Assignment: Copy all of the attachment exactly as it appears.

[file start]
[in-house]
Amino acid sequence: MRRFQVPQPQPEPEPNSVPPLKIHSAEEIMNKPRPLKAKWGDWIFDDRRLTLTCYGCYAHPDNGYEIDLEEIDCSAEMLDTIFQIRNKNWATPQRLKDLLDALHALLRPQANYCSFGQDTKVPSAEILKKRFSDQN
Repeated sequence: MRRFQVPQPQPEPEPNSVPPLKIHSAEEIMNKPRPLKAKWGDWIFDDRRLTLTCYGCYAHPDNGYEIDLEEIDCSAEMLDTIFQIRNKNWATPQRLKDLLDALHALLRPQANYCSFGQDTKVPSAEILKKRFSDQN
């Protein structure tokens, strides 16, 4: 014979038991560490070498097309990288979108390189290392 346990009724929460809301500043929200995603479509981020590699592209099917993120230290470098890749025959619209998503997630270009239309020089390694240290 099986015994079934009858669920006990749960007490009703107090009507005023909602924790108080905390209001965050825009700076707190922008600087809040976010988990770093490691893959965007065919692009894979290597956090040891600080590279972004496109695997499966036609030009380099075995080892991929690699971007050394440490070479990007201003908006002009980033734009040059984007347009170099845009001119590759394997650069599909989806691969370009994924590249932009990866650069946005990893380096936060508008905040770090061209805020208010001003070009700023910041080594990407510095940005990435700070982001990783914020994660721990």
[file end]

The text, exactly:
[in-house]
Amino acid sequence: MRRFQVPQPQPEPEPNSVPPLKIHSAEEIMNKPRPLKAKWGDWIFDDRRLTLTCYGCYAHPDNGYEIDLEEIDCSAEMLDTIFQIRNKNWATPQRLKDLLDALHALLRPQANYCSFGQDTKVPSAEILKKRFSDQN
Repeated sequence: MRRFQVPQPQPEPEPNSVPPLKIHSAEEIMNKPRPLKAKWGDWIFDDRRLTLTCYGCYAHPDNGYEIDLEEIDCSAEMLDTIFQIRNKNWATPQRLKDLLDALHALLRPQANYCSFGQDTKVPSAEILKKRFSDQN
């Protein structure tokens, strides 16, 4: 014979038991560490070498097309990288979108390189290392 346990009724929460809301500043929200995603479509981020590699592209099917993120230290470098890749025959619209998503997630270009239309020089390694240290 099986015994079934009858669920006990749960007490009703107090009507005023909602924790108080905390209001965050825009700076707190922008600087809040976010988990770093490691893959965007065919692009894979290597956090040891600080590279972004496109695997499966036609030009380099075995080892991929690699971007050394440490070479990007201003908006002009980033734009040059984007347009170099845009001119590759394997650069599909989806691969370009994924590249932009990866650069946005990893380096936060508008905040770090061209805020208010001003070009700023910041080594990407510095940005990435700070982001990783914020994660721990």